Co-pyrolytic mechanisms, kinetics, emissions and products of biomass and sewage sludge in N-2, CO2 and mixed atmospheres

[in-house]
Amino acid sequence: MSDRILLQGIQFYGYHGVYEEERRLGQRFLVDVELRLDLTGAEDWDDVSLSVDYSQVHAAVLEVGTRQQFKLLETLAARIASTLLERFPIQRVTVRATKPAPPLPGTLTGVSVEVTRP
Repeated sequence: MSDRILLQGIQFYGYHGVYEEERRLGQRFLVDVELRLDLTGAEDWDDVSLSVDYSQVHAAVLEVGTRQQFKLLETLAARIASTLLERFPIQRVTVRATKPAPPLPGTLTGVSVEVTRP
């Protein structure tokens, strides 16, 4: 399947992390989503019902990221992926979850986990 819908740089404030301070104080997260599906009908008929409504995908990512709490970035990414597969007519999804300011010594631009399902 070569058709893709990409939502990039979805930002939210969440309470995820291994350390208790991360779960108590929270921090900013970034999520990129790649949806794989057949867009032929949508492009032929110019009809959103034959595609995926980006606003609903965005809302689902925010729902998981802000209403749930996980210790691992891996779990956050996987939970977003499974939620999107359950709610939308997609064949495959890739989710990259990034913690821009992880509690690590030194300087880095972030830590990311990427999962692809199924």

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The co-pyrolysis technology of the second-generation feedstocks has both engineering and environmental advantages towards resource recovery, waste stream reduction, and energy generation. However, there exists a large knowledge gap about the co-pyrolytic mechanisms, kinetics, emissions and products of biomass wastes. This study aimed to quantify the co-pyrolytic interactions between the five (N-2, CO2, and three mixed) atmospheres and the two feedstocks of sewage sludge (SS) and coffee grounds (CG) as well as their emissions and products. Thermogravimetric-Fourier transform infrared spectrometry, two-dimensional correlation spectroscopy and pyrolysis-gas chromatography/mass spectrometry analyses were combined. An eight-parallel distributed activation energy model was adopted to elucidate the dynamic reaction mechanisms in the co-pyrolytic atmospheres. The co-pyrolytic interaction changed the maximum weight loss rate of the first peak by -2.5 to 38.6% and -1.9 to 36.9% in the N-2 and CO2 atmospheres, respectively. The mass loss rate peak in the first stage was higher in the N-2 than CO2 and mixed atmospheres, while the peak temperature of the maximum mass loss rate in the second stage declined with the elevated CO2 concentration. The replacement of N-2 with the different CO2 concentrations significantly increased the activation energies of the 5th and 7th pseudo-components. The temperature dependency of evolved gases was of the following order: ethers/esters -> acids/ketones/aldehydes/CO2 -> hydrocarbons in the N-2 atmosphere, and acids/ketones/aldehydes -> esters/ethers -> hydrocarbons in the CO2 atmosphere. The co-pyrolysis improved the yields of the hydrocarbon and phenol-type compounds and reduced the formations of the acid and nitrogenous compounds. Our results yielded valuable insights into a cleaner co-pyrolysis process.